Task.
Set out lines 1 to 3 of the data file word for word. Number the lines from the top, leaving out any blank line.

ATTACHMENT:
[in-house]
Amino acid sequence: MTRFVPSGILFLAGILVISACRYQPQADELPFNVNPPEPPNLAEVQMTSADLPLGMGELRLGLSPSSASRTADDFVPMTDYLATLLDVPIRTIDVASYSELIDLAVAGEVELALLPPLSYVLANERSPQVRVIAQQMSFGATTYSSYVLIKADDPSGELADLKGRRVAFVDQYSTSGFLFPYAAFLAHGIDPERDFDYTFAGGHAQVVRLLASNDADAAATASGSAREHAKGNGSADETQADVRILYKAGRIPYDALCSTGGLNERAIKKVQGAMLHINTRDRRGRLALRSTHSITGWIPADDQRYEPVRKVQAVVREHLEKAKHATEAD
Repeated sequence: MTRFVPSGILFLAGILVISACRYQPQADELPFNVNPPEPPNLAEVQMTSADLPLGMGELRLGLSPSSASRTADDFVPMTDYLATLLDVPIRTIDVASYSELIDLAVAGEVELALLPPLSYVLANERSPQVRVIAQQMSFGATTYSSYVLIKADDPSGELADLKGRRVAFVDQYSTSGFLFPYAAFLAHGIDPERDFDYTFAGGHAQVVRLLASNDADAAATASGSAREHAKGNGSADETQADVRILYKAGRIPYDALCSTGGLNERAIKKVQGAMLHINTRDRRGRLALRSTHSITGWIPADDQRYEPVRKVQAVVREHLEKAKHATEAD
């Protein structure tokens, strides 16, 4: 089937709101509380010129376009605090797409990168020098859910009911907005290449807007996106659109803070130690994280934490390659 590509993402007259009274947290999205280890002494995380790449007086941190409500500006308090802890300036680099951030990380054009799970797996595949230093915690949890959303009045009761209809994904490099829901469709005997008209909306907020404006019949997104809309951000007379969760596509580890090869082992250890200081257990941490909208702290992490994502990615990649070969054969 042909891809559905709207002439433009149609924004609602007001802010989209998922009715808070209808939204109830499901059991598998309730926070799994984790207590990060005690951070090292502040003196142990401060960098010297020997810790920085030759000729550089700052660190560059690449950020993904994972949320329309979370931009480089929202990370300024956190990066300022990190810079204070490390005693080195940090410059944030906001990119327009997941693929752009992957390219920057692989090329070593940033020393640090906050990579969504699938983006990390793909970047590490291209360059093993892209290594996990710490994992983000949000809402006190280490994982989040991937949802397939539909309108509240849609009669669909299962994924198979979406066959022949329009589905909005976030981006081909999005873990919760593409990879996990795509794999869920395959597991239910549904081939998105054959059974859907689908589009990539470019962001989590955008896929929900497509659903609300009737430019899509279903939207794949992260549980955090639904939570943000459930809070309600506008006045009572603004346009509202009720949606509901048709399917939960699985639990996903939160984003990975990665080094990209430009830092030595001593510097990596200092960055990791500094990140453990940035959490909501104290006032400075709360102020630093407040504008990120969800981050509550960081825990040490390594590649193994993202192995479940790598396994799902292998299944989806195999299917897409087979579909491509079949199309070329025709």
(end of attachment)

[in-house]
Amino acid sequence: MTRFVPSGILFLAGILVISACRYQPQADELPFNVNPPEPPNLAEVQMTSADLPLGMGELRLGLSPSSASRTADDFVPMTDYLATLLDVPIRTIDVASYSELIDLAVAGEVELALLPPLSYVLANERSPQVRVIAQQMSFGATTYSSYVLIKADDPSGELADLKGRRVAFVDQYSTSGFLFPYAAFLAHGIDPERDFDYTFAGGHAQVVRLLASNDADAAATASGSAREHAKGNGSADETQADVRILYKAGRIPYDALCSTGGLNERAIKKVQGAMLHINTRDRRGRLALRSTHSITGWIPADDQRYEPVRKVQAVVREHLEKAKHATEAD
Repeated sequence: MTRFVPSGILFLAGILVISACRYQPQADELPFNVNPPEPPNLAEVQMTSADLPLGMGELRLGLSPSSASRTADDFVPMTDYLATLLDVPIRTIDVASYSELIDLAVAGEVELALLPPLSYVLANERSPQVRVIAQQMSFGATTYSSYVLIKADDPSGELADLKGRRVAFVDQYSTSGFLFPYAAFLAHGIDPERDFDYTFAGGHAQVVRLLASNDADAAATASGSAREHAKGNGSADETQADVRILYKAGRIPYDALCSTGGLNERAIKKVQGAMLHINTRDRRGRLALRSTHSITGWIPADDQRYEPVRKVQAVVREHLEKAKHATEAD